The United Nations Conference of the Parties, focusing on international action to combat climate change, began today in Katowice, Poland.
The 24th annual Conference of the Parties (COP24) will run from December 3 to 14 in Katowice and will be presided over by the Polish government. Its primary aim is to ensure the continued implementation of the 2015 Paris climate agreement and encourage nations to take further action against climate change, in the wake of the IPCC’s devastating report detailing the necessity of halting global temperature rises.
Opening the leaders’ summit, European Commission vice president Maroš Šefčovič said: “I am delighted that the Conference of the Parties is once again taking place in Europe. Katowice symbolises the industrial revolutions of the past and of the future. The city saw the rapid industrialisation of the 19th century and now is part of the new revolution — into a clean, sustainable, fair, and eventually climate-neutral economy. This revolution is well under way here and all across Europe.”
British naturalist and broadcaster Sir David Attenborough delivered a speech at the Conference of the Parties opening ceremony calling for immediate action on climate change. Attenborough, who had taken up the conference’s “People’s Seat” representing the link between politicians and citizens, said: “Right now, we are facing a man-made disaster of global scale, our greatest threat in thousands of years: climate change. If we don’t take action, the collapse of our civilisations and the extinction of much of the natural world is on the horizon.”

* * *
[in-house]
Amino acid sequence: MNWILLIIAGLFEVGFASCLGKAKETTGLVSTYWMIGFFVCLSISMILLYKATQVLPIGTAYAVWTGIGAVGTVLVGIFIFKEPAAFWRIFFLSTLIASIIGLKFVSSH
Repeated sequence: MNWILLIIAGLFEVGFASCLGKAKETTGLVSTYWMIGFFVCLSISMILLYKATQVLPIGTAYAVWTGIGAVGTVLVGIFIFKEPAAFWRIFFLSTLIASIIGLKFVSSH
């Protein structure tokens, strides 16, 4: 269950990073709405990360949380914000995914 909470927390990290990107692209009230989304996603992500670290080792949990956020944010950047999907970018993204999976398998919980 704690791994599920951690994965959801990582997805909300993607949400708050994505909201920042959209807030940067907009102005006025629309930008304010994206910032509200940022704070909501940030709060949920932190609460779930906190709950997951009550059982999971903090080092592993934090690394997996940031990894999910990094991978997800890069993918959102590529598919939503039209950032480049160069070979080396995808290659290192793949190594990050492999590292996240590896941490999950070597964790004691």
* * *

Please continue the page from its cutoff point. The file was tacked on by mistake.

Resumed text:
Šefčovič told the Conference of the Parties: “I am proud that the European Union has now translated its commitments under the Paris Agreement into a set of binding laws. We are the first major economy to do so. We are set to reap the dividends of being a first mover on climate action. Having said that, let me say loud and clear: this is not sufficient. The IPCC special report is yet the latest alarming wake-up call, stressing that every bit of warming matters and urgent action is needed to limit global warming to 1.5 degrees Celsius — if we want to keep our planet safe.”